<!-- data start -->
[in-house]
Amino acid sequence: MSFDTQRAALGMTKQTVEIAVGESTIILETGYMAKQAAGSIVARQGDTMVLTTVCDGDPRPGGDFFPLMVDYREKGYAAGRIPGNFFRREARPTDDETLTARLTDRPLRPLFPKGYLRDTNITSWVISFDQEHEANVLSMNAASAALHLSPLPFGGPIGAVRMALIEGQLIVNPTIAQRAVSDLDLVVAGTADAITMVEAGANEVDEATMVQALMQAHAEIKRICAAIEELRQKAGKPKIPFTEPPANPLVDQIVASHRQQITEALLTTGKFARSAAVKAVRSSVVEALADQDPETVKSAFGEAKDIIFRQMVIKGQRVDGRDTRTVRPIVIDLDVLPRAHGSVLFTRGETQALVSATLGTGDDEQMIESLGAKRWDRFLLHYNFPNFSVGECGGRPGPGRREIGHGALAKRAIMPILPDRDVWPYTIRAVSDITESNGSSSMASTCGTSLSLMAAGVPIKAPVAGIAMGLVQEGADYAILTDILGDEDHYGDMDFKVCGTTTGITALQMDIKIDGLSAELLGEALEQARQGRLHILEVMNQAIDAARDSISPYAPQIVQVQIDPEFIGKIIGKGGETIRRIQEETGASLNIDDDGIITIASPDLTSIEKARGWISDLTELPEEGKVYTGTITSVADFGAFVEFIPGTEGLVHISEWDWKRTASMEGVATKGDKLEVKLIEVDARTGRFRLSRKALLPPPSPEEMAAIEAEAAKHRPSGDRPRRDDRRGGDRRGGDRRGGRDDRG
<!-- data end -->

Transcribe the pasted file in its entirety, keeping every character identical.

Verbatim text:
[in-house]
Amino acid sequence: MSFDTQRAALGMTKQTVEIAVGESTIILETGYMAKQAAGSIVARQGDTMVLTTVCDGDPRPGGDFFPLMVDYREKGYAAGRIPGNFFRREARPTDDETLTARLTDRPLRPLFPKGYLRDTNITSWVISFDQEHEANVLSMNAASAALHLSPLPFGGPIGAVRMALIEGQLIVNPTIAQRAVSDLDLVVAGTADAITMVEAGANEVDEATMVQALMQAHAEIKRICAAIEELRQKAGKPKIPFTEPPANPLVDQIVASHRQQITEALLTTGKFARSAAVKAVRSSVVEALADQDPETVKSAFGEAKDIIFRQMVIKGQRVDGRDTRTVRPIVIDLDVLPRAHGSVLFTRGETQALVSATLGTGDDEQMIESLGAKRWDRFLLHYNFPNFSVGECGGRPGPGRREIGHGALAKRAIMPILPDRDVWPYTIRAVSDITESNGSSSMASTCGTSLSLMAAGVPIKAPVAGIAMGLVQEGADYAILTDILGDEDHYGDMDFKVCGTTTGITALQMDIKIDGLSAELLGEALEQARQGRLHILEVMNQAIDAARDSISPYAPQIVQVQIDPEFIGKIIGKGGETIRRIQEETGASLNIDDDGIITIASPDLTSIEKARGWISDLTELPEEGKVYTGTITSVADFGAFVEFIPGTEGLVHISEWDWKRTASMEGVATKGDKLEVKLIEVDARTGRFRLSRKALLPPPSPEEMAAIEAEAAKHRPSGDRPRRDDRRGGDRRGGDRRGGRDDRG